Prime Cuts: This is How I Thank the Lord, Unexpected Roads, Shelter
Overall Grade: 2/5
Los Angeles-based Mosaic MSC first attracted attention when their breakout single "Tremble" spent 33 weeks on the Billboard charts. As a result, the church-based worship team has become one of worship music's most seminal bands. One of the reasons why "Tremble" was such a success with Christian radio is because it has the unique ability to offer us a glimpse of the mysterious sovereignty of God within the span of the song. The excellent use of pauses, synth riffs, an irresistibly hook, and an inspired set of lyrics can do wonders for a song. Six years have passed, and the team has yet to follow-up with another hit of the same calibre. This is How I Thank the Lord, the worship collective's first studio album, is unlikely to lift that dry spell either.
This is How I Thank the Lord is the collective effort of the team after not being able to meet face to face for one and a half years because of the pandemic. However, the time of hiatus did not do much to inspire the songwriters. A few listens right through the album and nothing stands out. This is because of four reasons. First, the lyrics of most of the songs thrive on the repetition of pedantic lines. Take "Generous Love," for instance, the entire chorus is only made up of the repetition of the lines: "Your praise is always on my lips/How could I keep it in?"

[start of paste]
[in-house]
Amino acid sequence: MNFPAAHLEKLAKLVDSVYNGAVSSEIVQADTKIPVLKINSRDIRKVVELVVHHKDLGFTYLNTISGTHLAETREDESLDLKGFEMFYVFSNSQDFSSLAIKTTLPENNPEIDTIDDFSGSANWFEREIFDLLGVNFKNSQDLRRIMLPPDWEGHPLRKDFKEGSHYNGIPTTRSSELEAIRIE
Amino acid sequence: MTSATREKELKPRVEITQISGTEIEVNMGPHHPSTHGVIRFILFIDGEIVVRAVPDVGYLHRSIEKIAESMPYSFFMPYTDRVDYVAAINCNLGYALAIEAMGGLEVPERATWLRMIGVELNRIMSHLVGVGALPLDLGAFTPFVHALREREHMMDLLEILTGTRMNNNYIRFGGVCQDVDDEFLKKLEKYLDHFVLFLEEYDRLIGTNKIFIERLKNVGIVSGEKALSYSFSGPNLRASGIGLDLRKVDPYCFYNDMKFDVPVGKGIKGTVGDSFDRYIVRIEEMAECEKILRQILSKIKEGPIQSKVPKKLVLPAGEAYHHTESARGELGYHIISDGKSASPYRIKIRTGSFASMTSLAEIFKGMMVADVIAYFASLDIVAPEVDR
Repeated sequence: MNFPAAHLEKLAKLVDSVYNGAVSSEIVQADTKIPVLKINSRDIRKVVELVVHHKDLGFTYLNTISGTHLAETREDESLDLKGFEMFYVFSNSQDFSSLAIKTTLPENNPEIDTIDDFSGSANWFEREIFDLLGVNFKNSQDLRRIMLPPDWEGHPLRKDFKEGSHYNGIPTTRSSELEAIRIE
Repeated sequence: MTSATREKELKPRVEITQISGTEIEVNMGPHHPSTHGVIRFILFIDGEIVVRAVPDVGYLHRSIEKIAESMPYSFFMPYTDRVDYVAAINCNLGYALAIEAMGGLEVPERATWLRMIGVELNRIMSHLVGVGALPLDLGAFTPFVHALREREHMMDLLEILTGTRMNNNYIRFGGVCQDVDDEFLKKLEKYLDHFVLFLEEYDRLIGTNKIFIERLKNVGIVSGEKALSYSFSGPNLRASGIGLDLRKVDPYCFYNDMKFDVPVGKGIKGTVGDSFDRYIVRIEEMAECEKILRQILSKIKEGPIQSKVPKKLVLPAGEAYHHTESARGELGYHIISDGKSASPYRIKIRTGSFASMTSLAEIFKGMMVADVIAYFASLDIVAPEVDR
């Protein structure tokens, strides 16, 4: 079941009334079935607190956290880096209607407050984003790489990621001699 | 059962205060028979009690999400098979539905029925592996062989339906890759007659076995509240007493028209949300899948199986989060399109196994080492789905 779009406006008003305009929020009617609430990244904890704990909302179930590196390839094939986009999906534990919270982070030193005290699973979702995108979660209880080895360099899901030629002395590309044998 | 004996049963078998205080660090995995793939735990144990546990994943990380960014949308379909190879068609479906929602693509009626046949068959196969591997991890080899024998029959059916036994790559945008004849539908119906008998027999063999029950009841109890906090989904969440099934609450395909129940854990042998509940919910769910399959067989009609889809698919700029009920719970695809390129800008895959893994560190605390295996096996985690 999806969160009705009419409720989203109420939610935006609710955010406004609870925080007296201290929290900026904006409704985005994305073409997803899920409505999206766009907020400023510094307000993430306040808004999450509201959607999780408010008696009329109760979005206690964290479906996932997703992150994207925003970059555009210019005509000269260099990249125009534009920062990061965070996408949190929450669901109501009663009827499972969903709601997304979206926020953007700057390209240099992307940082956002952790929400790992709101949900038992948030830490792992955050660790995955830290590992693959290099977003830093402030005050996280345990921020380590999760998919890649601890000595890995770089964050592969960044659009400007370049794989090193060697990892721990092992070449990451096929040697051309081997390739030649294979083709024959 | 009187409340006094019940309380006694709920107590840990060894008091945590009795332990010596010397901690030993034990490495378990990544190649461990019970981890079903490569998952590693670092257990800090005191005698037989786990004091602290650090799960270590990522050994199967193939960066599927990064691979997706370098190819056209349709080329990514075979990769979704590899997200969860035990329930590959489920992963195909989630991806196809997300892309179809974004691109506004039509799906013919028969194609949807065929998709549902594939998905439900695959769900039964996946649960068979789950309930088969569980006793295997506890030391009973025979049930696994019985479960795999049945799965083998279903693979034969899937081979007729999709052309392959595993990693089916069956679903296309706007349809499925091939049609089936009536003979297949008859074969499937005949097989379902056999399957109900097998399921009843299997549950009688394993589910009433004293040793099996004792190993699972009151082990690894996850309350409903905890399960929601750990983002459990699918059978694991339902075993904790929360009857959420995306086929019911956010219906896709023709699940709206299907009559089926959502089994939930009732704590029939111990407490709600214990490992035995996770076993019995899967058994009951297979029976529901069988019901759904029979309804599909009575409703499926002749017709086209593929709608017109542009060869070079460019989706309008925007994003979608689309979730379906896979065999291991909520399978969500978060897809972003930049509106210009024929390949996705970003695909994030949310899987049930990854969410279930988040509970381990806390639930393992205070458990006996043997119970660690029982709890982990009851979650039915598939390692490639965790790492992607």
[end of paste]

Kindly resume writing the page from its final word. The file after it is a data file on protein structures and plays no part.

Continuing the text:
Second, many of the songs canvas the same thematic ground. The titles of the songs are most telling: "How Do I Thank You," "This is How I Thank the Lord," "I Need You" and "(I Need You Now)." Third, there is a serious lack of anything substantial in the lyrics of most of the songs. If you take the time to read the lyrics, many of them sound like they are poorly written high school love poems. Here's a sample: It's amazing how You love me like You love me/Like You want me close to You/It's amazing that You love me like You do or I wanna be with You/To the end of my days/I wanna be with You/You're the love of a lifetime.
Fourth and the most important, there's a lack of theological and biblical impartation of truth in these songs. Songs, like sermons, have a pedagogical value to them. They are there to teach us about God's truth as contained in scripture. Unfortunately, there is not much these songs have to teach us about God and discipleship. A spiritual diet based on words such as I need You/I'll say it again and again/That I need You/I'm over pretending that I can do life on my own/I need You will lead to severe malnutrition. This is not only a poorly executed album, but it also teeters on being dangerous.